‘Spectacular, spectacular!’ It’s donkey’s years since I’ve seen Baz Luhrmann’s 2001 hit film Moulin Rouge, I probably watched it too many times in a short period of time so I remember declaring myself over it but for a goodly while, I was very much under its spell. And giving it another spin now reminded me why. Its bold and brash vision is just as arresting today as it was over a decade ago and the sheer cinematic vision that it indulges in as sumptuous and inventive as any pastiche-jukebox musical (gotta love a Wikipedia descriptor!) made since, managing that rare feat for a musical of being nominated for best film at the Oscars.
From the fiercely romantic and indeed passionate love story between penniless writer Christian (a fresh-faced Ewan McGregor) and ailing star courtesan Satine (a luminous Nicole Kidman, to a soundtrack that iconoclastically cherry-picks musical snippets from the entire 20th century to create a fabuous collage of sonic invention, the film leaps from the screen with glitter and glee. The costume and production design (Angus Strathie, Catherine Martin and Brigitte Broch) is lavish beyond belief, the choreography recalls a marvelous sense of Parisian decadence and the whole thing constantly teeters on the brink of overwhelming. Continue reading “DVD Review: Moulin Rouge”
“I’m going to stuff you, bear”
A rather unexpectedly lovely surprise from the end of last year whose key message of acceptance of foreigners feels ever more pertinent in the current circumstances. Paul King’s Paddington, based on Michael Bond’s classic creation, has that warm feel of a classic family film, full of set-pieces and humour and a deal of minor peril, but none so much as to really make you scared. Instead, there’s a glowing happiness that almost (sadly) feels as old-fashioned as a marmalade sandwich.
As if you didn’t know, Paddington comes from darkest Peru and a wittily filmed black and white prologue shows us how a British geographer called Montgomery Clyde befriended his family in the jungle, eventually leaving with a promise of a place to stay should they ever visit London. When circumstances conspire to leave Paddington alone on a railway platform in W2, he’s taken in by the Brown family and capers ensue. Continue reading “DVD Review: Paddington (2014)”
“That is one exceptionally clever squirrel”
A slightly odd addition to the festive film slate, Christopher Smith’s Get Santa has a strangely muted sense of Christmas spirit, which viewed through these Brit flick lenses, never really takes off. Rafe Spall’s failed getaway driver Steve is just out of jail and all he wants is to spend Christmas with his son Tom, a cute Kit Connor. But partner Alison has a new fella, his parole officer is out for blood and his kid seems more preoccupied with the bearded man in a red suit he’s found in the shed.
Of course that turns out to be the real Santa, aka Jim Broadbent, who has crashlanded in Richmond Park taking his sleigh for a test run. And in the course of trying to rescue his reindeer from the pound, he ends up in prison (allowing for the film’s one 24 carat joke as the resident barber does his hair and beard up gang-style to help him blend in) and so it is left to Steve and Tom to save Christmas, even if it means breaking his parole. Continue reading “Film Review: Get Santa”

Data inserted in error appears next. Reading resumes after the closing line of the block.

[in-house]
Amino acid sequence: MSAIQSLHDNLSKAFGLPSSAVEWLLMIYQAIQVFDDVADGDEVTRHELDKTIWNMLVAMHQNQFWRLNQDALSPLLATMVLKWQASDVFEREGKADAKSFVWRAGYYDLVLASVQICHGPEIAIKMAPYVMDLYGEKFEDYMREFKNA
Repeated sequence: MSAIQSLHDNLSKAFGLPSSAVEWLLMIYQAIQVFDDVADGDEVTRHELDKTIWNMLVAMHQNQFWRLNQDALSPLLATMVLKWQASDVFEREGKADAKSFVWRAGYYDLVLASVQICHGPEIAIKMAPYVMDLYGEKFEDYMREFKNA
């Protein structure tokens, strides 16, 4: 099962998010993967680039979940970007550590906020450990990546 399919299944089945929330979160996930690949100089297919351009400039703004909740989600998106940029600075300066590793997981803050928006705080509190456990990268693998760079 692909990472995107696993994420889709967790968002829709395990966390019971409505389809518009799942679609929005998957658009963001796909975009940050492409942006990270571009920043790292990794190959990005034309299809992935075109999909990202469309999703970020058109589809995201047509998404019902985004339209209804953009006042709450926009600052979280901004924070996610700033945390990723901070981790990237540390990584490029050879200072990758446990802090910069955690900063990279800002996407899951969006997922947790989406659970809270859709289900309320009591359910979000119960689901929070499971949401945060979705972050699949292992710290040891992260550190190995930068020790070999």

“We need English science to prove to everyone just how good we are”
A 2008 BBC film, Einstein and Eddington offers limited pleasure to the Lucy Cohu lover as she plays Einstein’s increasingly estranged wife Mileva and is consequently predominantly left to look moody in the background looking after some mopey moppets. But elsewhere it was a surprisingly engaging piece of film-making, bringing a very human aspect to the work of science, the sacrifices necessary, and also showing that nothing, not even ground-breaking scientific discoveries, happen in moral or ethical vaccums.
The focus is pulling together of Einstein’s theory of general relativity and how against the backdrop of the First World War, a correspondence grew between him and British astrophysicist Arthur Eddington which enabled the Brit to use his greater freedom to gather the necessary proof for the theory and catapult the German-born into the history books. But the pursuit of life-enhancing knowledge has its consequences and this Peter Moffat-written drama doesn’t shy away from showing the emotional damage suffered by all concerned. Continue reading “DVD Review: Einstein and Eddington”
“Reader, be glad that you have nothing to do with this world. Its glamour is a delusion, its speed a snare, its music a scream of fear.”
Whilst recently sitting through the 1930s-set play I Am A Camera at the Southwark Playhouse, I had that frustrating sensation of being reminded of a film that I couldn’t quite recall, mainly in the carefree attitudes of its lead characters. A post-show drink or three finally got me there, the film was Bright Young Things and so I popped it onto my Lovefilm list as it had been quite a while since I last saw it and I was keen for a rewatch.
Based on Evelyn Waugh’s novel Vile Bodies which written in 1930, the film marked the screenwriting and directorial debut of a certain Stephen Fry. Positioned as a satire on this section of society, the plot circles around a fast-living decadent set of aristocrats and bohemians living the high life of cocaine and champagne-fuelled parties completely divorced from the realities and responsibilities of the real world around them. Would-be novelist Adam Fenwick-Symes and party girl fiancée Nina Blount are the central couple whose wedding is forever being put off as he keeps losing the money for it, but the Jack and Karen in their lives – the Hon Agatha Runcible and the fey Miles – are much more fun. Continue reading “DVD Review: Bright Young Things”